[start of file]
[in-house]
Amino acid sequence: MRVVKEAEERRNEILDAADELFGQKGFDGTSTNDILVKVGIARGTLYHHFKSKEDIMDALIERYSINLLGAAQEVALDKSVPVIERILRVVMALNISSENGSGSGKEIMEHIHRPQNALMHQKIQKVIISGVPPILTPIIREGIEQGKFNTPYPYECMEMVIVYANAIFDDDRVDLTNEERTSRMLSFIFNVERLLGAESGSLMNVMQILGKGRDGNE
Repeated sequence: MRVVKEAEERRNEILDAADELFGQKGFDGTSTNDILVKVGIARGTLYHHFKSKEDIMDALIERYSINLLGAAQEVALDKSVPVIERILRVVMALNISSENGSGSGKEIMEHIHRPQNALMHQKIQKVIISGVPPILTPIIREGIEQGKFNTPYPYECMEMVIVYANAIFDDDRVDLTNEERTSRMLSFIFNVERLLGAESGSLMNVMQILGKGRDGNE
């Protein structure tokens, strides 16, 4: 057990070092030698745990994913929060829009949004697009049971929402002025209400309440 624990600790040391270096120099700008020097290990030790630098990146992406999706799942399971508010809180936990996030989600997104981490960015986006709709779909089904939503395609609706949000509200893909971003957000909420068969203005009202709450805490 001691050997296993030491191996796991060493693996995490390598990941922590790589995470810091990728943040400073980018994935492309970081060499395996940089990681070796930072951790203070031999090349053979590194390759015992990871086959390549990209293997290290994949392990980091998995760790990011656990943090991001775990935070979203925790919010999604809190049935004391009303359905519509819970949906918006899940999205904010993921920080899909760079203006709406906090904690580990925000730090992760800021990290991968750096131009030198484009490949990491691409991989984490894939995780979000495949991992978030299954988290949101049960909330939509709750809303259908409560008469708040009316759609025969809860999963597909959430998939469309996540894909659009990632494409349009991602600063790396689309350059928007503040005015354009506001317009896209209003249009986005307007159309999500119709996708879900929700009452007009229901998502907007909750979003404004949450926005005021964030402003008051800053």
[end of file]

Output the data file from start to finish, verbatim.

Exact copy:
[in-house]
Amino acid sequence: MRVVKEAEERRNEILDAADELFGQKGFDGTSTNDILVKVGIARGTLYHHFKSKEDIMDALIERYSINLLGAAQEVALDKSVPVIERILRVVMALNISSENGSGSGKEIMEHIHRPQNALMHQKIQKVIISGVPPILTPIIREGIEQGKFNTPYPYECMEMVIVYANAIFDDDRVDLTNEERTSRMLSFIFNVERLLGAESGSLMNVMQILGKGRDGNE
Repeated sequence: MRVVKEAEERRNEILDAADELFGQKGFDGTSTNDILVKVGIARGTLYHHFKSKEDIMDALIERYSINLLGAAQEVALDKSVPVIERILRVVMALNISSENGSGSGKEIMEHIHRPQNALMHQKIQKVIISGVPPILTPIIREGIEQGKFNTPYPYECMEMVIVYANAIFDDDRVDLTNEERTSRMLSFIFNVERLLGAESGSLMNVMQILGKGRDGNE
């Protein structure tokens, strides 16, 4: 057990070092030698745990994913929060829009949004697009049971929402002025209400309440 624990600790040391270096120099700008020097290990030790630098990146992406999706799942399971508010809180936990996030989600997104981490960015986006709709779909089904939503395609609706949000509200893909971003957000909420068969203005009202709450805490 001691050997296993030491191996796991060493693996995490390598990941922590790589995470810091990728943040400073980018994935492309970081060499395996940089990681070796930072951790203070031999090349053979590194390759015992990871086959390549990209293997290290994949392990980091998995760790990011656990943090991001775990935070979203925790919010999604809190049935004391009303359905519509819970949906918006899940999205904010993921920080899909760079203006709406906090904690580990925000730090992760800021990290991968750096131009030198484009490949990491691409991989984490894939995780979000495949991992978030299954988290949101049960909330939509709750809303259908409560008469708040009316759609025969809860999963597909959430998939469309996540894909659009990632494409349009991602600063790396689309350059928007503040005015354009506001317009896209209003249009986005307007159309999500119709996708879900929700009452007009229901998502907007909750979003404004949450926005005021964030402003008051800053």